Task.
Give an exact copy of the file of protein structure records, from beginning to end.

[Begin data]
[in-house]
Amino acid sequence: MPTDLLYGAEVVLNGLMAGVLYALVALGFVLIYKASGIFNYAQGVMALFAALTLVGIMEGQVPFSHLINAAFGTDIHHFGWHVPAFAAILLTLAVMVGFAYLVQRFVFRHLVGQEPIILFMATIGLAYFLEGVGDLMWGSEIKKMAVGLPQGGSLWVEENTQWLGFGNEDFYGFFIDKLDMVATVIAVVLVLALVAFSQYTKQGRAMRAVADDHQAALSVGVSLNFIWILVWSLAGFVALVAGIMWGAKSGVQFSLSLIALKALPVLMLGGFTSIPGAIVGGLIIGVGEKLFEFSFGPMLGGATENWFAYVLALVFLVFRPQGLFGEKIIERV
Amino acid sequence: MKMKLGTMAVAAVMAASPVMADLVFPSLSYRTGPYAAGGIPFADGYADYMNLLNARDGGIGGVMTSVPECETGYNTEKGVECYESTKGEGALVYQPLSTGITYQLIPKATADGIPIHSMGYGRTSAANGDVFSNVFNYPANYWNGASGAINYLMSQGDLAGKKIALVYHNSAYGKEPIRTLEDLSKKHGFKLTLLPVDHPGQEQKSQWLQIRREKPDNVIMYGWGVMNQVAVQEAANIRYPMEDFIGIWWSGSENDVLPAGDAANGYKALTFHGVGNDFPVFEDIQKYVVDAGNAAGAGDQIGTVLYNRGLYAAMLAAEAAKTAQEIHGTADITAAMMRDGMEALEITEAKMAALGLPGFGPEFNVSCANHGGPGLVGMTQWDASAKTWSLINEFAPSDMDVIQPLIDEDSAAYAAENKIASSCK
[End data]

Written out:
[in-house]
Amino acid sequence: MPTDLLYGAEVVLNGLMAGVLYALVALGFVLIYKASGIFNYAQGVMALFAALTLVGIMEGQVPFSHLINAAFGTDIHHFGWHVPAFAAILLTLAVMVGFAYLVQRFVFRHLVGQEPIILFMATIGLAYFLEGVGDLMWGSEIKKMAVGLPQGGSLWVEENTQWLGFGNEDFYGFFIDKLDMVATVIAVVLVLALVAFSQYTKQGRAMRAVADDHQAALSVGVSLNFIWILVWSLAGFVALVAGIMWGAKSGVQFSLSLIALKALPVLMLGGFTSIPGAIVGGLIIGVGEKLFEFSFGPMLGGATENWFAYVLALVFLVFRPQGLFGEKIIERV
Amino acid sequence: MKMKLGTMAVAAVMAASPVMADLVFPSLSYRTGPYAAGGIPFADGYADYMNLLNARDGGIGGVMTSVPECETGYNTEKGVECYESTKGEGALVYQPLSTGITYQLIPKATADGIPIHSMGYGRTSAANGDVFSNVFNYPANYWNGASGAINYLMSQGDLAGKKIALVYHNSAYGKEPIRTLEDLSKKHGFKLTLLPVDHPGQEQKSQWLQIRREKPDNVIMYGWGVMNQVAVQEAANIRYPMEDFIGIWWSGSENDVLPAGDAANGYKALTFHGVGNDFPVFEDIQKYVVDAGNAAGAGDQIGTVLYNRGLYAAMLAAEAAKTAQEIHGTADITAAMMRDGMEALEITEAKMAALGLPGFGPEFNVSCANHGGPGLVGMTQWDASAKTWSLINEFAPSDMDVIQPLIDEDSAAYAAENKIASSCK